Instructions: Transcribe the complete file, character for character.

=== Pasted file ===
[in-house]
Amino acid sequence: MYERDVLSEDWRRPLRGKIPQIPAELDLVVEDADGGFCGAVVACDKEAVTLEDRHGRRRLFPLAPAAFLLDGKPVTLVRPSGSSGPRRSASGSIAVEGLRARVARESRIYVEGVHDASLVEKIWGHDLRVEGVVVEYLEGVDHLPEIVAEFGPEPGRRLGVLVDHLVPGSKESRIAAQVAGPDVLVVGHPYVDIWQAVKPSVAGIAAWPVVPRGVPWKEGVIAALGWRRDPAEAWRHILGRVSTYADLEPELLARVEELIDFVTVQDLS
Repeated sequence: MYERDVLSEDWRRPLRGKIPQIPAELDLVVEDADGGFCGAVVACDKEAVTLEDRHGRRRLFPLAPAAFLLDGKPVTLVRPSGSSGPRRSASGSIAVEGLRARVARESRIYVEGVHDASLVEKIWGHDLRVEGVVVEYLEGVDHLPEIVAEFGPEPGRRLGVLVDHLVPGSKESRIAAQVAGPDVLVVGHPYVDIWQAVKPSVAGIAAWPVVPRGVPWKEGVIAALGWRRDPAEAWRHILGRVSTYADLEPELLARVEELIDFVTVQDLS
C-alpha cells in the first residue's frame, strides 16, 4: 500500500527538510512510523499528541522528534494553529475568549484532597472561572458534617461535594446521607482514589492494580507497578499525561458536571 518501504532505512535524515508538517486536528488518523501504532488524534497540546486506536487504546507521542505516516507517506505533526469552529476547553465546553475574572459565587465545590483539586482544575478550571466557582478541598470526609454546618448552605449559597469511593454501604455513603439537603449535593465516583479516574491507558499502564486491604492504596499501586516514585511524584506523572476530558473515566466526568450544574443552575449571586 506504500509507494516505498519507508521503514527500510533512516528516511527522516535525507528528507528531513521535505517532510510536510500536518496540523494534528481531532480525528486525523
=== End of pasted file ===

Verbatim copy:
[in-house]
Amino acid sequence: MYERDVLSEDWRRPLRGKIPQIPAELDLVVEDADGGFCGAVVACDKEAVTLEDRHGRRRLFPLAPAAFLLDGKPVTLVRPSGSSGPRRSASGSIAVEGLRARVARESRIYVEGVHDASLVEKIWGHDLRVEGVVVEYLEGVDHLPEIVAEFGPEPGRRLGVLVDHLVPGSKESRIAAQVAGPDVLVVGHPYVDIWQAVKPSVAGIAAWPVVPRGVPWKEGVIAALGWRRDPAEAWRHILGRVSTYADLEPELLARVEELIDFVTVQDLS
Repeated sequence: MYERDVLSEDWRRPLRGKIPQIPAELDLVVEDADGGFCGAVVACDKEAVTLEDRHGRRRLFPLAPAAFLLDGKPVTLVRPSGSSGPRRSASGSIAVEGLRARVARESRIYVEGVHDASLVEKIWGHDLRVEGVVVEYLEGVDHLPEIVAEFGPEPGRRLGVLVDHLVPGSKESRIAAQVAGPDVLVVGHPYVDIWQAVKPSVAGIAAWPVVPRGVPWKEGVIAALGWRRDPAEAWRHILGRVSTYADLEPELLARVEELIDFVTVQDLS
C-alpha cells in the first residue's frame, strides 16, 4: 500500500527538510512510523499528541522528534494553529475568549484532597472561572458534617461535594446521607482514589492494580507497578499525561458536571 518501504532505512535524515508538517486536528488518523501504532488524534497540546486506536487504546507521542505516516507517506505533526469552529476547553465546553475574572459565587465545590483539586482544575478550571466557582478541598470526609454546618448552605449559597469511593454501604455513603439537603449535593465516583479516574491507558499502564486491604492504596499501586516514585511524584506523572476530558473515566466526568450544574443552575449571586 506504500509507494516505498519507508521503514527500510533512516528516511527522516535525507528528507528531513521535505517532510510536510500536518496540523494534528481531532480525528486525523